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Keeping northern Illinois residents ‘engaged in nature’
The Nature Foundation of Will County works to protect nature and enrich lives
The Forest Preserve District of Will County currently manages more than 22,000 acres of land.
And its sister organization, the Nature Foundation of Will County, is eyeing habitat expansion of a sort.
Where, exactly? In locals’ back yards.
The Forest Preserve District focuses on land preservation, nature education initiatives, and providing recreational opportunities for the residents of Will County, Illinois.
The Nature Foundation helps to fund efforts, and offset costs, for some of the Forest Preserve District’s programs and projects—and its biggest fundraiser in support of the district is the annual Bringing Nature Home Native Plant Sale, which encourages the public to use native plants when adding to their landscaping.
“One of our main messages is to try and get homeowners to transition their yard into a more sustainable habitat and create an oasis for wildlife in their yard,” explains Cynthia Harn, Executive Director of the Nature Foundation of Will County.
This two-day event traditionally brings in around 1,000 attendees each year. And while the sale had to be moved to an online initiative this year due to the COVID-19 pandemic, Harn explains: “We’ve partnered with other organizations that are offering free webinars on topics like pollinators and planting native gardens. We recognize we’re all in the same boat and right now we just want to reach people and keep them engaged in nature.”
The ultimate goal of the native plant sale—and all of the foundation’s work—is to fund projects that protect nature. Providing dollars for nature education programs, for example, presents an opportunity for younger generations to cultivate a respect and appreciation for the outdoors and the flora and fauna that call it home.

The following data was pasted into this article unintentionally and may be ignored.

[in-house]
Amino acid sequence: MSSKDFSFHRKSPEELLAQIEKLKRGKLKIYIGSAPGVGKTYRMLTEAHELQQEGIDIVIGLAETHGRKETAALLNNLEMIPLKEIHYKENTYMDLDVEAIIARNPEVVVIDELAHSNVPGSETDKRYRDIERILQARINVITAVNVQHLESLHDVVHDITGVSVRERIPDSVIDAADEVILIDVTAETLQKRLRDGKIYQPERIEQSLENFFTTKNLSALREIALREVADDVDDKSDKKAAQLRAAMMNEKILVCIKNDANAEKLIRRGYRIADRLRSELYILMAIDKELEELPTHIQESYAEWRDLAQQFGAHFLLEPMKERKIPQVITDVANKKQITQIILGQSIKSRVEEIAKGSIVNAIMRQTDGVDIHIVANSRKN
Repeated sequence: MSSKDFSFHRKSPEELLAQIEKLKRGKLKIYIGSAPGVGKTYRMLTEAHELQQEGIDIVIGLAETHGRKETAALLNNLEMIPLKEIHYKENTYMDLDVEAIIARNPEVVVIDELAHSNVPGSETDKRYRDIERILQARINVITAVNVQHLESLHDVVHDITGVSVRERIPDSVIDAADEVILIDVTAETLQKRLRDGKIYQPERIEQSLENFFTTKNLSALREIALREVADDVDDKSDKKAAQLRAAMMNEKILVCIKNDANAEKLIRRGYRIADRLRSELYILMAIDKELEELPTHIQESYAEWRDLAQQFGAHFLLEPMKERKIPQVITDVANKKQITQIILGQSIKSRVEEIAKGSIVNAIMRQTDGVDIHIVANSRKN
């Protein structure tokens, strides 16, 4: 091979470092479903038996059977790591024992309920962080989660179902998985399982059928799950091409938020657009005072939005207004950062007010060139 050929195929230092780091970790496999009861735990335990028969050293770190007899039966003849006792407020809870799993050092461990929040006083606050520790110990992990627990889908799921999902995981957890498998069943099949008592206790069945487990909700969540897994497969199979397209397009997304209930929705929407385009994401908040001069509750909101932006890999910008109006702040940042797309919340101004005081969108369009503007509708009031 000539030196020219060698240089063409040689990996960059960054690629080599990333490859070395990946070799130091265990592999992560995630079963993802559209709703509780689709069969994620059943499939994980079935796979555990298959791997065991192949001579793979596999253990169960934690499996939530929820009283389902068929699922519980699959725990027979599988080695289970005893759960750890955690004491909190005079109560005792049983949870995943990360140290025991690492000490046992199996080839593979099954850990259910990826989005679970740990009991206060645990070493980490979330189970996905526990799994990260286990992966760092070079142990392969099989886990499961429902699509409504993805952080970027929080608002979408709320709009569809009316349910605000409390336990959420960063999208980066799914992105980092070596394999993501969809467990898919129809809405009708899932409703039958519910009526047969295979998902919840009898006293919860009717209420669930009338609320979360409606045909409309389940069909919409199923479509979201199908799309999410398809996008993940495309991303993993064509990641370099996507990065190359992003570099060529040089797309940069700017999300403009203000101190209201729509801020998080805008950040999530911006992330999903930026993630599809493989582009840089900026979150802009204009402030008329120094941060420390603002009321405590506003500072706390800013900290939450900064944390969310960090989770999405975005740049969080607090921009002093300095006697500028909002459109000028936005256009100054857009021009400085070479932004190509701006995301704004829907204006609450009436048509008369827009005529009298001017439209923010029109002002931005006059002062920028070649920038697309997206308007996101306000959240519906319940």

“One of the most popular educational programs that the Forest Preserve District has is a program called Whose Bones—where the students get to dissect an owl pellet,” says Harn.
“They also have a winter bird feeding challenge, and we help supply schools with bird feeders and seed. The classes set up their own bird feeding area at the school and monitor the birds throughout the winter,” she adds.
Through these programs and field trips, the Forest Preserve District reaches more than 15,000 students yearly and offers hands-on, discovery-based learning for schools and groups that visit the preserves.
Supporting habitat restoration in Will County is equally important for the Foundation. In the fall of 2019, the Forest Preserve District began one of its largest restoration projects to date at Goodenow Grove Nature Preserve, an 891-acre preserve located in Crete Township. This project is partly funded by the Nature Foundation’s Wetland Restoration Fund.
Goodenow Grove is home to state-threatened and endangered plant and animal species like the spotted coral-root orchid and black-crowned night heron. The restoration project will make the preserve more hospitable to vulnerable species.
At Enbridge, we’re committed to sustainability—helping to meet North America’s growing energy needs in ways that are economically, environmentally and socially responsible. We recently provided $7,500 to The Nature Foundation of Will County to support the Bringing Nature Home Native Plant Sale.
“It’s so important to create a legacy of people that appreciate nature and want to protect it for present and future generations,” says Harn. “I think the Forest Preserve District is doing a great job of that.”
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